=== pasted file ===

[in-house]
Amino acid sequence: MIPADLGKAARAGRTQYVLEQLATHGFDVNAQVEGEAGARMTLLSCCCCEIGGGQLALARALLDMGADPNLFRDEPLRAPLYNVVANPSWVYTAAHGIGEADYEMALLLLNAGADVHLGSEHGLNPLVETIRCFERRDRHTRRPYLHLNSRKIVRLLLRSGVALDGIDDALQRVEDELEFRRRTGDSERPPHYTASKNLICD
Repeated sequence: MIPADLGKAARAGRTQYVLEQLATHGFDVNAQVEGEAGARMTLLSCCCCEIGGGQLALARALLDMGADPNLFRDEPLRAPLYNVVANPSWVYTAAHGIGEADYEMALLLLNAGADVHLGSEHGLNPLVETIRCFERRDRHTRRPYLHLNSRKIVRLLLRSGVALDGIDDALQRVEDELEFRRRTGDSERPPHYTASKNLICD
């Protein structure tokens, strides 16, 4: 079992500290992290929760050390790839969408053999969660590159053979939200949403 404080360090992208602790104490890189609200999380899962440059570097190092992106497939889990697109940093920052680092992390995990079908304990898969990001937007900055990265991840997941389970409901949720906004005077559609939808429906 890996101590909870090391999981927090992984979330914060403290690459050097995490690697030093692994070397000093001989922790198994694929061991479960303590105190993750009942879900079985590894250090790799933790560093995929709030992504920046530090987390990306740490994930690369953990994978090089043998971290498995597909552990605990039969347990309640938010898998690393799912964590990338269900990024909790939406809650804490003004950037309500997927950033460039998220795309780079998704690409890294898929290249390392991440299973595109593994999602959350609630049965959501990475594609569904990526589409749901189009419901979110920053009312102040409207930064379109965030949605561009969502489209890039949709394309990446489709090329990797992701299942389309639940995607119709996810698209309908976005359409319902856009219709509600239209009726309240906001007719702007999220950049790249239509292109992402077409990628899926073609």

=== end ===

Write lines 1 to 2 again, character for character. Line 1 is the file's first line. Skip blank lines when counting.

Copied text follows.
[in-house]
Amino acid sequence: MIPADLGKAARAGRTQYVLEQLATHGFDVNAQVEGEAGARMTLLSCCCCEIGGGQLALARALLDMGADPNLFRDEPLRAPLYNVVANPSWVYTAAHGIGEADYEMALLLLNAGADVHLGSEHGLNPLVETIRCFERRDRHTRRPYLHLNSRKIVRLLLRSGVALDGIDDALQRVEDELEFRRRTGDSERPPHYTASKNLICD